PRAIRIE GROVE -- Many camping out Friday night to participate in the re-enactment of the 156th Battle of Prairie Grove had to deal with storms coming through the area overnight.
As the wind and rain blew over tents, many re-enactors said they took cover in their vehicles for the night. Others said they stayed inside their tents holding onto poles to keep their tents from blowing away.
"I've seen the spectrum of Arkansas weather in December," said Noah Snelson of Springfield, Mo. Snelson was participating in his 12th Battle of Prairie Grove re-enactment Saturday and he's only 25 years old.
"There's been snow, wind, storm-driven rain," Snelson said.
Saturday, tent canvasses, quilts, blankets and clothes could be seen hanging on trees and fences in an attempt to dry out the wet materials.
Matthew Emde of Arcadia, Okla., said he was not too keen about his everyday blankets hanging on the fences for visitors to see because they were not authentic material for the Civil War era. However, he wanted dry blankets and clothes for Saturday night and Sunday's re-enactment activities.
"We try to be as authentic as we can," said Emde, a member of the 1st Arkansas Battalion.
Snelson, a member of the 26th Missouri, was 9 years old when he began the hobby of being a re-enactor and has participated in Civil War re-enactments across the country.
The Battle of Prairie Grove is one of his favorite sites, Snelson said.
"It's on the original site and the weather is usually beautiful," Snelson said. "This site has a lot of historical significance."
Snelson said his unit was representing the 20th Missouri for the Battle of Prairie Grove re-enactment.
"The 20th suffered dozens of casualties, mainly at the Borden House," Snelson said, adding, "soldiers had to leave their dead and wounded until after the battle because they were driven back by the Confederate Army."
Larry Stephens, the gunner with Graves Battery, said his unit goes back 15 to 20 years. Many came to Prairie Grove from Illinois and Kentucky with the unit.
Like Snelson, Stephens said the Battle of Prairie Grove re-enactment is one of his favorites because it's on the actual ground site, instead of a re-enactment being fought on a ballfield or another area set up for the event.
"When we get an opportunity to do something like this on the ground itself, this makes it more special," Stephens said.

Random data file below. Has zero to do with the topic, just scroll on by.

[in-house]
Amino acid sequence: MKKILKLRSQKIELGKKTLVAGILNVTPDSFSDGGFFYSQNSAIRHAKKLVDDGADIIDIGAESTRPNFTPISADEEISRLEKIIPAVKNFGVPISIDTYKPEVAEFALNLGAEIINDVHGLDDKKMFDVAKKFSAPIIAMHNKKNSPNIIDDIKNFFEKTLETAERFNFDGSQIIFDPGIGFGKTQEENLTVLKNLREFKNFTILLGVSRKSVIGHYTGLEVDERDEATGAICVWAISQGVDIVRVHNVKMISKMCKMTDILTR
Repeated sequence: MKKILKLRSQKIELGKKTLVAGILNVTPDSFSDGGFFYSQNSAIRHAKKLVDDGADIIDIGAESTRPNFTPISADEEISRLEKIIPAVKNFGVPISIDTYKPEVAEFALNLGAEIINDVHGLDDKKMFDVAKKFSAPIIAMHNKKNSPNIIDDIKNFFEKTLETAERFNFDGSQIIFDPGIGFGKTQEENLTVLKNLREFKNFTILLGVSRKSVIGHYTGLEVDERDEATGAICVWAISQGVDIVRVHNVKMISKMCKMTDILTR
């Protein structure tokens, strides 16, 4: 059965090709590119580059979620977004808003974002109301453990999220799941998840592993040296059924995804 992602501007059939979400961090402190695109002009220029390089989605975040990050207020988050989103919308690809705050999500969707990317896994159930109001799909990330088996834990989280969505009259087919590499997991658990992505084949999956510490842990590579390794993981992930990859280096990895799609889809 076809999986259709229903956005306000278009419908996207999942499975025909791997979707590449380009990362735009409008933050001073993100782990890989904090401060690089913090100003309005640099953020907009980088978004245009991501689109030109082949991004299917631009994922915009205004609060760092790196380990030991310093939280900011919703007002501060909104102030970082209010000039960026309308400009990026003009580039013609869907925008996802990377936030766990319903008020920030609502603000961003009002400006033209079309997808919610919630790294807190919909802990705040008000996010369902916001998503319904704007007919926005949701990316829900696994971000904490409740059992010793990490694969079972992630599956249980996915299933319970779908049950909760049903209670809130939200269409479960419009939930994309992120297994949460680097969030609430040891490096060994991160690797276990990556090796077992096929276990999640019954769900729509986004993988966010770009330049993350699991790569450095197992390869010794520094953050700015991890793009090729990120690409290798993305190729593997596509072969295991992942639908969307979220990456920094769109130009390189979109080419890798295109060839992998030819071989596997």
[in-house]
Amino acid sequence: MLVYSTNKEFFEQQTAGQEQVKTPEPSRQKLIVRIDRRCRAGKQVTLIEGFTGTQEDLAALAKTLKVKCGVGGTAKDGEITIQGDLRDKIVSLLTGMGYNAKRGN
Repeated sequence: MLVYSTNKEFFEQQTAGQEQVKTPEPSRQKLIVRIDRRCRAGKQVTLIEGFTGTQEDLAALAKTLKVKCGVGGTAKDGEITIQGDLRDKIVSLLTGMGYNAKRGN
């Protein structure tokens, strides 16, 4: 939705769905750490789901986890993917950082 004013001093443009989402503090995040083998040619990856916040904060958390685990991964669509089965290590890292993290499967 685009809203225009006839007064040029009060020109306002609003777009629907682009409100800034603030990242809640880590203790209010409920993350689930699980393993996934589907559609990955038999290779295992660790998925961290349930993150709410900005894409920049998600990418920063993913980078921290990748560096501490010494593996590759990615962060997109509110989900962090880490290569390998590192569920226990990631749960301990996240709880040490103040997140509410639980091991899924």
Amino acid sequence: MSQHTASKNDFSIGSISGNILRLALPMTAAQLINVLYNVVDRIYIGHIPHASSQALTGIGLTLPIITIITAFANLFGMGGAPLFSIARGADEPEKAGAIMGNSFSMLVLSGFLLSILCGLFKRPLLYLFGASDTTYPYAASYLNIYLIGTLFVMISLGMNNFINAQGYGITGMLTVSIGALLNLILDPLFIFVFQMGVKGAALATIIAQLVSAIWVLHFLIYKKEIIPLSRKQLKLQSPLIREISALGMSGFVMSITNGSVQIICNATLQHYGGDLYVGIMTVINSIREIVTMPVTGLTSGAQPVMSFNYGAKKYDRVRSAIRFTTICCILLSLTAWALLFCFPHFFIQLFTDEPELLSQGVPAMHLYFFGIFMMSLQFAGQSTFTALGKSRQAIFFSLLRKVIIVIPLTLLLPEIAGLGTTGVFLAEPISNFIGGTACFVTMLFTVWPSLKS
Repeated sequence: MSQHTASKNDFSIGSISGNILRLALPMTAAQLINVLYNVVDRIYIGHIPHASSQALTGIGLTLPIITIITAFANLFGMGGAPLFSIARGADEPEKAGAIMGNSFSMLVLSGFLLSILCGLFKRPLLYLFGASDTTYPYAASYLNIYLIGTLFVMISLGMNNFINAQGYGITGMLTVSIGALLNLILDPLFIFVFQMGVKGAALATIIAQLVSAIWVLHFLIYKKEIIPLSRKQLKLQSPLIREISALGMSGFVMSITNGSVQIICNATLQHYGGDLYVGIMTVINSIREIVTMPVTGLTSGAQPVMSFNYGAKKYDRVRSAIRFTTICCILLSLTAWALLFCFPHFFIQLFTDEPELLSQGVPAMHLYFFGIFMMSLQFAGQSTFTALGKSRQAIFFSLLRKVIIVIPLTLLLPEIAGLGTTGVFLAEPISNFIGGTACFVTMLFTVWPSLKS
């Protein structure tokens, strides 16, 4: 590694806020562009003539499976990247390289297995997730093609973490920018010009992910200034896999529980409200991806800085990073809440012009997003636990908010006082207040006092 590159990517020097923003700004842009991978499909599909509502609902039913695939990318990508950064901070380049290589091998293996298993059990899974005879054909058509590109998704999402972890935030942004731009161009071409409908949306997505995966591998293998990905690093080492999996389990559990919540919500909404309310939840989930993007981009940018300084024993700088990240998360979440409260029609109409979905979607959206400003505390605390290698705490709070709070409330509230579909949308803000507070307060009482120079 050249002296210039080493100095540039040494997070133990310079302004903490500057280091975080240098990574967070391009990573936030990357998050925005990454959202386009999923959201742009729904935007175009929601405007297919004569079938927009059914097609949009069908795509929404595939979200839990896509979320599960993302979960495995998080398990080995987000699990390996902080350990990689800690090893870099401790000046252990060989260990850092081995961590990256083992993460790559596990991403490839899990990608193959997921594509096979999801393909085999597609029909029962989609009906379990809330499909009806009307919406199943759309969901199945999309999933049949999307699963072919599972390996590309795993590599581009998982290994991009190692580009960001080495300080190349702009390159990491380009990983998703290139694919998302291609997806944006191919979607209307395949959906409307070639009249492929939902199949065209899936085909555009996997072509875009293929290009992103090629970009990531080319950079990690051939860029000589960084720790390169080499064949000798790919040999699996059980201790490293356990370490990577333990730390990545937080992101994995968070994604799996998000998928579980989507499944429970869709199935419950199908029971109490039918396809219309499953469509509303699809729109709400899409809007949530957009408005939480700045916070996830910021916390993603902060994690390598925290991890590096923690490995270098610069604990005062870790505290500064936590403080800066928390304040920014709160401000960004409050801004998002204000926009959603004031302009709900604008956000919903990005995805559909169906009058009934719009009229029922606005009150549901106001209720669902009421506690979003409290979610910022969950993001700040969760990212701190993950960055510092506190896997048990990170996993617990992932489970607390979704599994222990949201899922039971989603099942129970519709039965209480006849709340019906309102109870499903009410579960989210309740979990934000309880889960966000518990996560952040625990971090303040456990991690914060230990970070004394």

Bob Herr, also with Graves Battery, said he became involved in the hobby of re-enactment because his son was interested. Herr has been a re-enactor for 17 years. This was his second time to come to Prairie Grove Battlefield State Park.
"We learned about re-enacting and we just liked it," Herr said. "I had a teenage kid and I had him captured for 48 hours without video games or anything else."
Herr said he believes re-enactments are important because "history is taught the way it should be taught."
Hundreds of Civil War re-enactors camped out over the weekend, drilled as units and fought mock battles. Crowds numbering thousands of visitors showed up both days to watch the re-enactments, walk through Confederate and Union campsites and learn more about the battle and the Civil War through other activities scheduled throughout the two days.
The Battle of Prairie Grove was fought on Dec. 7, 1862, with the Confederate Army of the Trans-Mississippi clashing with the Union Army of the Frontier.
The battle is described by historians as one of the bloodiest and most intense Civil War battles. About 22,000 soldiers fought for most of the day, and at the end, about 2,700 had been killed, wounded or were missing.
A timeline of the battle shows the first skirmish was at 7 a.m. that day when the Confederate cavalry surprised the Federal cavalry near Muddy Fork. The battle was over at 5:15 p.m. when fighting died out due to darkness.
A truce was called at 10 p.m. in order to care for the wounded and at midnight, the Confederate Army began withdrawing from the field.
General News on 12/05/2018
Print Headline: Battle Of Prairie Grove Revisited